• St. Agur follows Cambozola in the line-up. It is made from cream enriched milk of cows that graze on the mountainous pastures around the village of Beauzac in the Auvergne region of central France. Developed using Pencillium Roqueforti in 1988 after years of trial and error, St. Agur offers a soft spreadable cheeseIMG_2355 that strikes a harmonious balance between creamy and tangy notes. During the maturing process in a moisture and temperature controlled environment the cheese is “pierced” multiple times to “feed” the mold with oxygen creating a perfect fusion of veined blue and creamy paste.
  • Extra Creamy Danish Blue subtly raises the tempo of our cheese concert. Although intended by Mariun Boel to mimic the more ancient French Roquefort, the synthesis of Pencillium Roqueforti with creamy Danish milk resulted in a milder gentler variation of the classic. There are few modern voices that can match the smokey tones of Satchmo. The same must be said about efforts to match the nuances of a classic like Rocquefort. Terroir cannot be duplicated. That said, new stars are always on the horizon.  Mariun Boel created an equally mesmerizing cheese.
  • Another modern cheese that owes its culture to Pencillium Roqueforti is Roaring Forties Blue but from there on it represents fresh improvisation on the blues theme. Roaring Forties owes it name and terroir to the strong 100 km/hour westerly winds that wrecked many ships off IMG_5638the coast of King Island south of Melbourne, Australia on the 40th latitude. In the 15th and 16th centuries the seeds in straw mattresses from ships that floundered onto the shores of this island  germinated to create lush unique pastures. Today the island’s dairy cows feed in these rich pastures and on sea kelp. Unlike Roquefort which is wrapped in foil to slow the growth of the pencillium after maturity, King Island Dairy diverged further from the classic blue by maturing the cheese in a wax coating. The resultant cheese is full-bodied but milder and sweeter with a nutty flavour.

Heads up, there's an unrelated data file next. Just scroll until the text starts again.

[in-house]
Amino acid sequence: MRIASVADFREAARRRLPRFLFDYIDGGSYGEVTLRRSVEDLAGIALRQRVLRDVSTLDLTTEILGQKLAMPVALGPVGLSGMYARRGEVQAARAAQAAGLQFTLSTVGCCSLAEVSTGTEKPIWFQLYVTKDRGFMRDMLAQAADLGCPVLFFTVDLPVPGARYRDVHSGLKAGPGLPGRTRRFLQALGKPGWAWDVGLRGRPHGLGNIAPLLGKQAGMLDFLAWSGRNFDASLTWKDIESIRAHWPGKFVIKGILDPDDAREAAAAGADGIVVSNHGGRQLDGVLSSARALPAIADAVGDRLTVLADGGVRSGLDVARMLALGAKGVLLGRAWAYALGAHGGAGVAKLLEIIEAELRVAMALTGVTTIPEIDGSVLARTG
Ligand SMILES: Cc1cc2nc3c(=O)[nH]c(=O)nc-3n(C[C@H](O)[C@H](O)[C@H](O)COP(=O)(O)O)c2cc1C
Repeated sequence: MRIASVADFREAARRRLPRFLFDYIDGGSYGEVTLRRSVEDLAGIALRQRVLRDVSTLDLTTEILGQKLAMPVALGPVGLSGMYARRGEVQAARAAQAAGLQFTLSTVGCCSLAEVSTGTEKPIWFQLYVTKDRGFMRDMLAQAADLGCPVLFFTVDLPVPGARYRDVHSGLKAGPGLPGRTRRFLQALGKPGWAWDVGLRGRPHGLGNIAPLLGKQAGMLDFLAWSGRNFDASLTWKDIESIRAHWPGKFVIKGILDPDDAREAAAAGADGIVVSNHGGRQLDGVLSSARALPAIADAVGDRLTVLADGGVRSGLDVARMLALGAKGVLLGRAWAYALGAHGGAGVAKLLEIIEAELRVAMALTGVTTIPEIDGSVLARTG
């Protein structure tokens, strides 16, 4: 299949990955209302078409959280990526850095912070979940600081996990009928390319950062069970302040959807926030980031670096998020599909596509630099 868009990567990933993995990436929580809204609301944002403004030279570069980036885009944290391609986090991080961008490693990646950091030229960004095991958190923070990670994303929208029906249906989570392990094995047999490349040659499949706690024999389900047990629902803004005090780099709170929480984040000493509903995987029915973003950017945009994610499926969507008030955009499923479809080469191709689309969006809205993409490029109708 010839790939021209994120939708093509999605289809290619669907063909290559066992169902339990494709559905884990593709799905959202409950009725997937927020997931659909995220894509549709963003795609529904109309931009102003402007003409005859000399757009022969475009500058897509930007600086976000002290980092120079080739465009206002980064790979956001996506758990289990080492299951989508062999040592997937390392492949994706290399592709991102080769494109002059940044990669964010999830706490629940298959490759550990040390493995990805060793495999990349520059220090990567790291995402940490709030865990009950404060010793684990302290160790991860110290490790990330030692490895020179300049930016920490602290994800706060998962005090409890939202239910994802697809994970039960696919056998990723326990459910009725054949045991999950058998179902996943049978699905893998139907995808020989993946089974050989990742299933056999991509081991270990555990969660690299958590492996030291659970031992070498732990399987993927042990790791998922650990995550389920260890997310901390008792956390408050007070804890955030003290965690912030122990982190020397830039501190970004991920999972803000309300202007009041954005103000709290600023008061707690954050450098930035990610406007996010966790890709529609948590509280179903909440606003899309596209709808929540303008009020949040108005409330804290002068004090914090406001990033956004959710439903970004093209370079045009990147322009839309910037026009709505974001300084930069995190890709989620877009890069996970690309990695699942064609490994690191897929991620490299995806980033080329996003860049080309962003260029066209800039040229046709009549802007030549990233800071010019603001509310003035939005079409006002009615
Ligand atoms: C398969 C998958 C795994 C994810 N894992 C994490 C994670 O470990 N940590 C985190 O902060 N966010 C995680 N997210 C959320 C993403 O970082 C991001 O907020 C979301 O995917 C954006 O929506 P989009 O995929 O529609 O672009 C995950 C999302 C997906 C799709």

• As we build momentum we come to the classic Roquefort PDO; its name is Protected by a Designation of Origin. To be “true blue” Roquefort, a cheese must be made with milk that comes from Lacaune, Manech or Basco Bearnaise sheep. It must also be aged in the Combalou caves in Roquefort-sur Soulzon. Pencillium Roqueforti is native to these caves and although P.R. is  a common saprotrophic fungus found in decaying soil the world over, nothing can match the exact environment and strain found in this locale. Roquefort dates back to 1070 A.D.making it a golden oldie.